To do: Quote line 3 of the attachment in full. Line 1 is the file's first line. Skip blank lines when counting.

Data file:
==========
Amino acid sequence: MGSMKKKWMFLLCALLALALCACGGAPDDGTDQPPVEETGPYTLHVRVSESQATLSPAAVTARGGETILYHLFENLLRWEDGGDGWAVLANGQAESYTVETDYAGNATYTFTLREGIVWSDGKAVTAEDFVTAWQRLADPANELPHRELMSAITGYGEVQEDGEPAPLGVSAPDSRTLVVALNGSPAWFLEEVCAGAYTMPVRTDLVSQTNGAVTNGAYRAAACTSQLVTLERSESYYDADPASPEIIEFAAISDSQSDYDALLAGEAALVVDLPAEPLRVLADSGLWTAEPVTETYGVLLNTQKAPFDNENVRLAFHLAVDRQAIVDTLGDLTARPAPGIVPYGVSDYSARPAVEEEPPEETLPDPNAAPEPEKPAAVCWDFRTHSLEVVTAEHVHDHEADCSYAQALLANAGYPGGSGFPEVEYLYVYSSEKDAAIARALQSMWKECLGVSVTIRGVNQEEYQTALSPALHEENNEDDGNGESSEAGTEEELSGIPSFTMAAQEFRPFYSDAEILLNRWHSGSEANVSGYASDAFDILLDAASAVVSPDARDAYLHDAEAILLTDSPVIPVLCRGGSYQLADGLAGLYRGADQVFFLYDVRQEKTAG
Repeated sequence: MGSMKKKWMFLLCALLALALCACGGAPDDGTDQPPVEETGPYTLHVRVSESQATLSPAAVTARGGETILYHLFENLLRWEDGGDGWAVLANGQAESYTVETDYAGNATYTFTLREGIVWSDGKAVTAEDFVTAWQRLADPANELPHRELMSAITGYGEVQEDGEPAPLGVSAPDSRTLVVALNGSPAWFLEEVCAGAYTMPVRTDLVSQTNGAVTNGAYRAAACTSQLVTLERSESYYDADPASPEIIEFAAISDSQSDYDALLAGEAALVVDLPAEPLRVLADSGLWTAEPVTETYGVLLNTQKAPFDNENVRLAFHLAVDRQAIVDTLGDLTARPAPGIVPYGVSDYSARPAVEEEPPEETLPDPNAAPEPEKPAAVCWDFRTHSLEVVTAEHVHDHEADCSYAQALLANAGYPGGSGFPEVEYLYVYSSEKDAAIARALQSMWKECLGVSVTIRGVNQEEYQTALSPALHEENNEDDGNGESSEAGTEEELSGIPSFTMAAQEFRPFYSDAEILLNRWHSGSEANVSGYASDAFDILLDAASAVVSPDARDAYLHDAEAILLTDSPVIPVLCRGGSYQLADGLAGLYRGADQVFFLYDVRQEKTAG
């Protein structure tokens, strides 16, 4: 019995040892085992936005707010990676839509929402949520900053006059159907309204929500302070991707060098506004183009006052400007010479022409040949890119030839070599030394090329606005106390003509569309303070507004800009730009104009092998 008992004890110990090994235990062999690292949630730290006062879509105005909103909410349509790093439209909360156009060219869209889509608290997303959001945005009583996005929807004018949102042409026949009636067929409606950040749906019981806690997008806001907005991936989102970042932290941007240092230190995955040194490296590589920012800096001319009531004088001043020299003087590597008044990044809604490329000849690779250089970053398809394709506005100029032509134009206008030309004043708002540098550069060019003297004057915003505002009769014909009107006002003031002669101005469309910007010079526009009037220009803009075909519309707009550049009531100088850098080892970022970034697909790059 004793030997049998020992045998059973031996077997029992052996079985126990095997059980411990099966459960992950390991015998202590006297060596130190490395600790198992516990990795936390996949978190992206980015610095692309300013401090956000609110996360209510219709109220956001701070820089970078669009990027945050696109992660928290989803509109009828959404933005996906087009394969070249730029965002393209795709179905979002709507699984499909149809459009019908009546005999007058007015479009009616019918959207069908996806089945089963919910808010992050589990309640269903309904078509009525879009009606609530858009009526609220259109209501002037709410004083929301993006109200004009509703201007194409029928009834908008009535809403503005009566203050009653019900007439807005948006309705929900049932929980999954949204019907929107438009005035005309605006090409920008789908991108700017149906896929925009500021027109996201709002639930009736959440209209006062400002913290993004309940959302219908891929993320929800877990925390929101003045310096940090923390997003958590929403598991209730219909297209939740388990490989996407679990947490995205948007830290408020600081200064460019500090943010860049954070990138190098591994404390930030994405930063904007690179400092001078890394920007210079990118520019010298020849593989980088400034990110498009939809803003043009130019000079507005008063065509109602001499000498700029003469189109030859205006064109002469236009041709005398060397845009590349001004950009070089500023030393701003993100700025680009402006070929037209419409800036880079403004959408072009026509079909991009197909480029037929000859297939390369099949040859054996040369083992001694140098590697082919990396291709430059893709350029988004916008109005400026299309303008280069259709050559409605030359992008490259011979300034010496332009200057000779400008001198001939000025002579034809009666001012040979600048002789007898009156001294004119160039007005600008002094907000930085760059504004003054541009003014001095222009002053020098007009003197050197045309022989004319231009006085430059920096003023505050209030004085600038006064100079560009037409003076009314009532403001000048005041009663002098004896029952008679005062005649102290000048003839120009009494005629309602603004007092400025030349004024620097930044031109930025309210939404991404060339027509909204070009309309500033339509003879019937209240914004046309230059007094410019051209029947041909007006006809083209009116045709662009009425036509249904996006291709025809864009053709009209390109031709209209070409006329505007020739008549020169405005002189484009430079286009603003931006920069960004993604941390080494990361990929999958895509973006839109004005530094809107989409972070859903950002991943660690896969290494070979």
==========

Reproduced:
């Protein structure tokens, strides 16, 4: 019995040892085992936005707010990676839509929402949520900053006059159907309204929500302070991707060098506004183009006052400007010479022409040949890119030839070599030394090329606005106390003509569309303070507004800009730009104009092998 008992004890110990090994235990062999690292949630730290006062879509105005909103909410349509790093439209909360156009060219869209889509608290997303959001945005009583996005929807004018949102042409026949009636067929409606950040749906019981806690997008806001907005991936989102970042932290941007240092230190995955040194490296590589920012800096001319009531004088001043020299003087590597008044990044809604490329000849690779250089970053398809394709506005100029032509134009206008030309004043708002540098550069060019003297004057915003505002009769014909009107006002003031002669101005469309910007010079526009009037220009803009075909519309707009550049009531100088850098080892970022970034697909790059 004793030997049998020992045998059973031996077997029992052996079985126990095997059980411990099966459960992950390991015998202590006297060596130190490395600790198992516990990795936390996949978190992206980015610095692309300013401090956000609110996360209510219709109220956001701070820089970078669009990027945050696109992660928290989803509109009828959404933005996906087009394969070249730029965002393209795709179905979002709507699984499909149809459009019908009546005999007058007015479009009616019918959207069908996806089945089963919910808010992050589990309640269903309904078509009525879009009606609530858009009526609220259109209501002037709410004083929301993006109200004009509703201007194409029928009834908008009535809403503005009566203050009653019900007439807005948006309705929900049932929980999954949204019907929107438009005035005309605006090409920008789908991108700017149906896929925009500021027109996201709002639930009736959440209209006062400002913290993004309940959302219908891929993320929800877990925390929101003045310096940090923390997003958590929403598991209730219909297209939740388990490989996407679990947490995205948007830290408020600081200064460019500090943010860049954070990138190098591994404390930030994405930063904007690179400092001078890394920007210079990118520019010298020849593989980088400034990110498009939809803003043009130019000079507005008063065509109602001499000498700029003469189109030859205006064109002469236009041709005398060397845009590349001004950009070089500023030393701003993100700025680009402006070929037209419409800036880079403004959408072009026509079909991009197909480029037929000859297939390369099949040859054996040369083992001694140098590697082919990396291709430059893709350029988004916008109005400026299309303008280069259709050559409605030359992008490259011979300034010496332009200057000779400008001198001939000025002579034809009666001012040979600048002789007898009156001294004119160039007005600008002094907000930085760059504004003054541009003014001095222009002053020098007009003197050197045309022989004319231009006085430059920096003023505050209030004085600038006064100079560009037409003076009314009532403001000048005041009663002098004896029952008679005062005649102290000048003839120009009494005629309602603004007092400025030349004024620097930044031109930025309210939404991404060339027509909204070009309309500033339509003879019937209240914004046309230059007094410019051209029947041909007006006809083209009116045709662009009425036509249904996006291709025809864009053709009209390109031709209209070409006329505007020739008549020169405005002189484009430079286009603003931006920069960004993604941390080494990361990929999958895509973006839109004005530094809107989409972070859903950002991943660690896969290494070979």